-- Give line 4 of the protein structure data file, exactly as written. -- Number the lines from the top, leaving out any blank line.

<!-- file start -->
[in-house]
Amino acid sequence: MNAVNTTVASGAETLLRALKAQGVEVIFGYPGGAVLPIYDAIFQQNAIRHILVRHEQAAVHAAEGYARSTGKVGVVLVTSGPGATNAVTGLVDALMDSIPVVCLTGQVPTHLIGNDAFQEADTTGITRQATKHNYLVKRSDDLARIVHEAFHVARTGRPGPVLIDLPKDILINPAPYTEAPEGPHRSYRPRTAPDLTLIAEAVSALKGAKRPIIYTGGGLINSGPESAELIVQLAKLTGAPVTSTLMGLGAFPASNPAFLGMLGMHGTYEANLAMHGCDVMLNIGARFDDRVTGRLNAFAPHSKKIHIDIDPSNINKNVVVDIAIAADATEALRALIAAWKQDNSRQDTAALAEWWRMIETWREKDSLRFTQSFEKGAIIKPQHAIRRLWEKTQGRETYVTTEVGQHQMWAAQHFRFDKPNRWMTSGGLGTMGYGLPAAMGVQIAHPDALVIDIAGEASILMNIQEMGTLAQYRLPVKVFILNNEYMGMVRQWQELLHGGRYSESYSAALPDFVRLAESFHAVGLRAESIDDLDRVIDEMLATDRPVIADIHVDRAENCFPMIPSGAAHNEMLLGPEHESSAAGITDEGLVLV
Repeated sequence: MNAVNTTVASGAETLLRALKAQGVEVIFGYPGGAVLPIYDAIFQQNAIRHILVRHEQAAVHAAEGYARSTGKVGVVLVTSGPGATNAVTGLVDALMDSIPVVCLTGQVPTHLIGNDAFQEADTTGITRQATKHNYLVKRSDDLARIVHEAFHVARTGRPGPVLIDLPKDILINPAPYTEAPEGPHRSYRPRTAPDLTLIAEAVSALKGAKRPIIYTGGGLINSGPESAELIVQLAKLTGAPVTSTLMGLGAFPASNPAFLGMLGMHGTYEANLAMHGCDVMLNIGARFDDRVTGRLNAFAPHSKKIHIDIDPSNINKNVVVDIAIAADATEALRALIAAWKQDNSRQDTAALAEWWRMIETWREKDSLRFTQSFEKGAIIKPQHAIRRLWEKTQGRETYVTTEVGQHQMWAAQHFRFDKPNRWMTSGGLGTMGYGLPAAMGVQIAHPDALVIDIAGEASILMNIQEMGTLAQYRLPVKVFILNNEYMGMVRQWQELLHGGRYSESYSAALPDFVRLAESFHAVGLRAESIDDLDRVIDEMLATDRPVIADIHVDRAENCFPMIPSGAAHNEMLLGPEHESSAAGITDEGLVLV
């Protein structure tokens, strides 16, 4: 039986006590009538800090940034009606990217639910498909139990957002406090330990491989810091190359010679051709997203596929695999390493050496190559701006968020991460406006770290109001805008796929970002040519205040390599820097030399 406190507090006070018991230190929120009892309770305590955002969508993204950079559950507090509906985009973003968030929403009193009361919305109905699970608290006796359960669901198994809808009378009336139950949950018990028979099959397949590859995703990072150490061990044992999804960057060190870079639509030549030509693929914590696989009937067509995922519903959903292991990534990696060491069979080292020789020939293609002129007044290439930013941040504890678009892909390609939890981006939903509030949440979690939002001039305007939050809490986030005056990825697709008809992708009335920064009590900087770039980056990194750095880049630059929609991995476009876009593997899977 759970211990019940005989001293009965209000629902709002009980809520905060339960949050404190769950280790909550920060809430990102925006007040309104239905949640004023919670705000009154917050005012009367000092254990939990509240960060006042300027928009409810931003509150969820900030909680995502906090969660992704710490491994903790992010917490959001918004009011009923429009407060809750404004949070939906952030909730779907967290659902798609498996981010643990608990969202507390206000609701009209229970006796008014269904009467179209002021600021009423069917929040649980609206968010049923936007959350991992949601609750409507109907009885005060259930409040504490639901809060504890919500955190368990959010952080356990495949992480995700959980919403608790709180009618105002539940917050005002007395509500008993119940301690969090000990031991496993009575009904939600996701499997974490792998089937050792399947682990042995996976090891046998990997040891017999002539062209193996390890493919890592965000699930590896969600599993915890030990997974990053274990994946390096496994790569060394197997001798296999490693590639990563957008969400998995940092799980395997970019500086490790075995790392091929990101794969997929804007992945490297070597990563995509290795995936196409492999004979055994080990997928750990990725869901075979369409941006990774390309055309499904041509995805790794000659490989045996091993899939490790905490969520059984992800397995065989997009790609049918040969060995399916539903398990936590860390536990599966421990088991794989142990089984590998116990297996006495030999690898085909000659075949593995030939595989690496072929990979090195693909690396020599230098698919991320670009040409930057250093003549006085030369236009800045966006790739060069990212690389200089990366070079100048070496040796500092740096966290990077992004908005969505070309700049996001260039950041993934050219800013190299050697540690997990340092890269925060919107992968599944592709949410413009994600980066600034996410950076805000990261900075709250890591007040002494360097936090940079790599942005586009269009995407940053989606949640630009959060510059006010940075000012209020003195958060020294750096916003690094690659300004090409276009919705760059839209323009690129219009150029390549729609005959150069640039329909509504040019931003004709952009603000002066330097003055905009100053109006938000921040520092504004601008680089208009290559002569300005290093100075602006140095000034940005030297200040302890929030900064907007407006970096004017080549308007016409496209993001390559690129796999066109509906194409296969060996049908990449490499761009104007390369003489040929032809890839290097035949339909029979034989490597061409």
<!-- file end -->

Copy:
């Protein structure tokens, strides 16, 4: 039986006590009538800090940034009606990217639910498909139990957002406090330990491989810091190359010679051709997203596929695999390493050496190559701006968020991460406006770290109001805008796929970002040519205040390599820097030399 406190507090006070018991230190929120009892309770305590955002969508993204950079559950507090509906985009973003968030929403009193009361919305109905699970608290006796359960669901198994809808009378009336139950949950018990028979099959397949590859995703990072150490061990044992999804960057060190870079639509030549030509693929914590696989009937067509995922519903959903292991990534990696060491069979080292020789020939293609002129007044290439930013941040504890678009892909390609939890981006939903509030949440979690939002001039305007939050809490986030005056990825697709008809992708009335920064009590900087770039980056990194750095880049630059929609991995476009876009593997899977 759970211990019940005989001293009965209000629902709002009980809520905060339960949050404190769950280790909550920060809430990102925006007040309104239905949640004023919670705000009154917050005012009367000092254990939990509240960060006042300027928009409810931003509150969820900030909680995502906090969660992704710490491994903790992010917490959001918004009011009923429009407060809750404004949070939906952030909730779907967290659902798609498996981010643990608990969202507390206000609701009209229970006796008014269904009467179209002021600021009423069917929040649980609206968010049923936007959350991992949601609750409507109907009885005060259930409040504490639901809060504890919500955190368990959010952080356990495949992480995700959980919403608790709180009618105002539940917050005002007395509500008993119940301690969090000990031991496993009575009904939600996701499997974490792998089937050792399947682990042995996976090891046998990997040891017999002539062209193996390890493919890592965000699930590896969600599993915890030990997974990053274990994946390096496994790569060394197997001798296999490693590639990563957008969400998995940092799980395997970019500086490790075995790392091929990101794969997929804007992945490297070597990563995509290795995936196409492999004979055994080990997928750990990725869901075979369409941006990774390309055309499904041509995805790794000659490989045996091993899939490790905490969520059984992800397995065989997009790609049918040969060995399916539903398990936590860390536990599966421990088991794989142990089984590998116990297996006495030999690898085909000659075949593995030939595989690496072929990979090195693909690396020599230098698919991320670009040409930057250093003549006085030369236009800045966006790739060069990212690389200089990366070079100048070496040796500092740096966290990077992004908005969505070309700049996001260039950041993934050219800013190299050697540690997990340092890269925060919107992968599944592709949410413009994600980066600034996410950076805000990261900075709250890591007040002494360097936090940079790599942005586009269009995407940053989606949640630009959060510059006010940075000012209020003195958060020294750096916003690094690659300004090409276009919705760059839209323009690129219009150029390549729609005959150069640039329909509504040019931003004709952009603000002066330097003055905009100053109006938000921040520092504004601008680089208009290559002569300005290093100075602006140095000034940005030297200040302890929030900064907007407006970096004017080549308007016409496209993001390559690129796999066109509906194409296969060996049908990449490499761009104007390369003489040929032809890839290097035949339909029979034989490597061409």